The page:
Abolish A* – G at GCSE

GCSEs in their current form are to be scrapped, and new GCSEs introduced in 2015. At the moment, students can take ‘modular’ exams, exams as they progress through the two year course.  Under the new system, students will take an exam at the end of the two years.

One of the organisations that operates GCSE exams has suggested that students are no longer awarded a grade A* – G, but are given a point score instead.  This, the organisation claims, will solve the problem of students getting quite different marks, but the same grade.  It is also claimed that it will reduce the current focus in schools on moving students from a C to a D grade, to do well in School and College Performance Tables. The jury is out as to whether a move to points instead of grades would be a good idea.

What has this got to do with choosing a secondary school?

  • Because of the way they are currently measured in School and College Performance Tables, schools do have to focus on students who are likely to get a C grade. It is important therefore to find out if pupils above and below the C grade are being challenged. In the School and College Performance Tables, if you research your local authority, you can find out how well high, middle, and low attainers do in English and mathematics GCSEs compared to the national average.  The school you are considering for your child should do equally well for all groups of pupils.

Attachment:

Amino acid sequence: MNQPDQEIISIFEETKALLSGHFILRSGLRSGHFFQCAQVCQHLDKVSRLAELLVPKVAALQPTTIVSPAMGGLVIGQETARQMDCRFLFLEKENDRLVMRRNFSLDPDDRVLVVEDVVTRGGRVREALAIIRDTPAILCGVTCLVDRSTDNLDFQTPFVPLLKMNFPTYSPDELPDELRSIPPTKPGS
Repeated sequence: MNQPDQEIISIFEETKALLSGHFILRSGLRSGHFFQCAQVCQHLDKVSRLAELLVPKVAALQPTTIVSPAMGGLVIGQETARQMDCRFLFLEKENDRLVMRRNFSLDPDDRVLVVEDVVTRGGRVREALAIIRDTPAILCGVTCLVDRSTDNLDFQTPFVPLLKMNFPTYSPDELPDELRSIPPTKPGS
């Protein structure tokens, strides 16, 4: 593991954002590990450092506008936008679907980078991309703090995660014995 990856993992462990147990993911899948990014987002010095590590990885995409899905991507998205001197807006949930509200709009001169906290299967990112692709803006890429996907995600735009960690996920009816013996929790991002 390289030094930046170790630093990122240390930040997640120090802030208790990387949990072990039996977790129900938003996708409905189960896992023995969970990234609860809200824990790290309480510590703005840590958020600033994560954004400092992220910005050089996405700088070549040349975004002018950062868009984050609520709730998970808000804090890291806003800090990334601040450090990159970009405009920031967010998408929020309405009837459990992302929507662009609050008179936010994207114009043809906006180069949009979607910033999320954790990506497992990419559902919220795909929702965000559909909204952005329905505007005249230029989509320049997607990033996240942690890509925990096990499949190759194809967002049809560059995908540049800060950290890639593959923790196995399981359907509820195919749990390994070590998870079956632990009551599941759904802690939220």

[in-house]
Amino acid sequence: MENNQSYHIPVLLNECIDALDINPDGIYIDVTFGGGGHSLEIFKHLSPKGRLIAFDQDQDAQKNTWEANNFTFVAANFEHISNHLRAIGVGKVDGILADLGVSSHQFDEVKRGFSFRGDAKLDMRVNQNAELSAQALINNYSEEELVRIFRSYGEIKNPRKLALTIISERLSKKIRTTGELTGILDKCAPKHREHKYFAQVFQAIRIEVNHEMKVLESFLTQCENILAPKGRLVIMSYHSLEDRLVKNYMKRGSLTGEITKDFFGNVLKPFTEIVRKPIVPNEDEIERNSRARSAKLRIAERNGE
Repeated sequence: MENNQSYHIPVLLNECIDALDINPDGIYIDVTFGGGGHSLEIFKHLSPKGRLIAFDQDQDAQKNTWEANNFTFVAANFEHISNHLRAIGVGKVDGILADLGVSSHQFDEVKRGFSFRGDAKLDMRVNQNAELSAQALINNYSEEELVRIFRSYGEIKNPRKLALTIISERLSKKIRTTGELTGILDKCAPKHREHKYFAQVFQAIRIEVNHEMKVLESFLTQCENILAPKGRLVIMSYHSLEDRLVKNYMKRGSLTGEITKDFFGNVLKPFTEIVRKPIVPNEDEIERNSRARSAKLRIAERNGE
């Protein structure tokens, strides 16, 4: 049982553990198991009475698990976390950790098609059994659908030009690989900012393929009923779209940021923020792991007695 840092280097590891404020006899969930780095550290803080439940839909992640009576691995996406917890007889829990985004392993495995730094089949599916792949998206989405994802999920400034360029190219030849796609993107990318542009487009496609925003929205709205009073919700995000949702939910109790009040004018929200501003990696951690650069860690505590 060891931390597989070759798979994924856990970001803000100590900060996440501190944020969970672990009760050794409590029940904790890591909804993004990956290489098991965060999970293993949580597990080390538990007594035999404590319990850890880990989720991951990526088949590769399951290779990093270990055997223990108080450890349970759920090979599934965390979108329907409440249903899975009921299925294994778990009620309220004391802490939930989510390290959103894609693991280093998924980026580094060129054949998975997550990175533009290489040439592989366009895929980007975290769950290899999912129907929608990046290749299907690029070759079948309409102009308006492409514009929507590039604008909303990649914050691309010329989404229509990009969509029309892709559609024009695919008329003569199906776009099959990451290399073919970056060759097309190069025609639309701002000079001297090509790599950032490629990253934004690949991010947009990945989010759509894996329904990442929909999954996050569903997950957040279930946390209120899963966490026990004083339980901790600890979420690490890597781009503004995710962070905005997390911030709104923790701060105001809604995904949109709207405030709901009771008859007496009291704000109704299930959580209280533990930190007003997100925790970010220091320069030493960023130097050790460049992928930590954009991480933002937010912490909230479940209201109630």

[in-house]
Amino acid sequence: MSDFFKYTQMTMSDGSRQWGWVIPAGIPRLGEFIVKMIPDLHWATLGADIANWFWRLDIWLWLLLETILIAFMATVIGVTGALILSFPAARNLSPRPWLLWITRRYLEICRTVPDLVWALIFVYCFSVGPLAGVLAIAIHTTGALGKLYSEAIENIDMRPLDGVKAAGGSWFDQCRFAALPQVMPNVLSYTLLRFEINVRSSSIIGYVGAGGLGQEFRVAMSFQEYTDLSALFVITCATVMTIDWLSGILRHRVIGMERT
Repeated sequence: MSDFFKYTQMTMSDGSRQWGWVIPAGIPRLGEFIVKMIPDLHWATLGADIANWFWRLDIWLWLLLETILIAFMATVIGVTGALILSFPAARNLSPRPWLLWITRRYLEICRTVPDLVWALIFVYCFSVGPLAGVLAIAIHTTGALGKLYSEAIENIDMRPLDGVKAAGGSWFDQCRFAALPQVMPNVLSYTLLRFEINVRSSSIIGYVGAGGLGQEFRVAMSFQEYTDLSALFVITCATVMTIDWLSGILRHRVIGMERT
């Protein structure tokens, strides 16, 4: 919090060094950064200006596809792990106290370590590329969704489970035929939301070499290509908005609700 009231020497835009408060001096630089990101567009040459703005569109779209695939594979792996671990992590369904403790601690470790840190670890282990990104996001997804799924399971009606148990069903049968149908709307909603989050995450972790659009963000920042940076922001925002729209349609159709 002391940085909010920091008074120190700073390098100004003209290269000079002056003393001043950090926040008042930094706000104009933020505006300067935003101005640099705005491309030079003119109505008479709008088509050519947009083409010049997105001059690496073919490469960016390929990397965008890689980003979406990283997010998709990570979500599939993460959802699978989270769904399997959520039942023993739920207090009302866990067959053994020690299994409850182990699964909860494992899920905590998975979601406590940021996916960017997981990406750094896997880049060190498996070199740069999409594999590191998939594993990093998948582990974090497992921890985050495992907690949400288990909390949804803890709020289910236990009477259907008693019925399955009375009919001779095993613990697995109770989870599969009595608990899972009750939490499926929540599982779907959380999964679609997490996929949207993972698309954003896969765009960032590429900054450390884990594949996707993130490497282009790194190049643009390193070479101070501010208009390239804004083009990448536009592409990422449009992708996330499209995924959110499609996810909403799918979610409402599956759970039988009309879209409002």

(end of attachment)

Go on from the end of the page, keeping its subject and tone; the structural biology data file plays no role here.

• When you are considering a school for your child, it is important to find out about grouping arrangements and allocation of teachers, particularly if your child is likely to be a pupil who will achieve above or below a C grade in English and mathematics. It is sometimes the case that schools give the best teachers to the pupils who are on the C/D borderline.
  • Schools allocate a lot of resources, extra classes, etc in Year 11 to pupils so they move from a D to a C grade in English and mathematics.  It is worth finding out about these extra opportunities, but also getting reassurance that the school works to move students across all grade boundaries.

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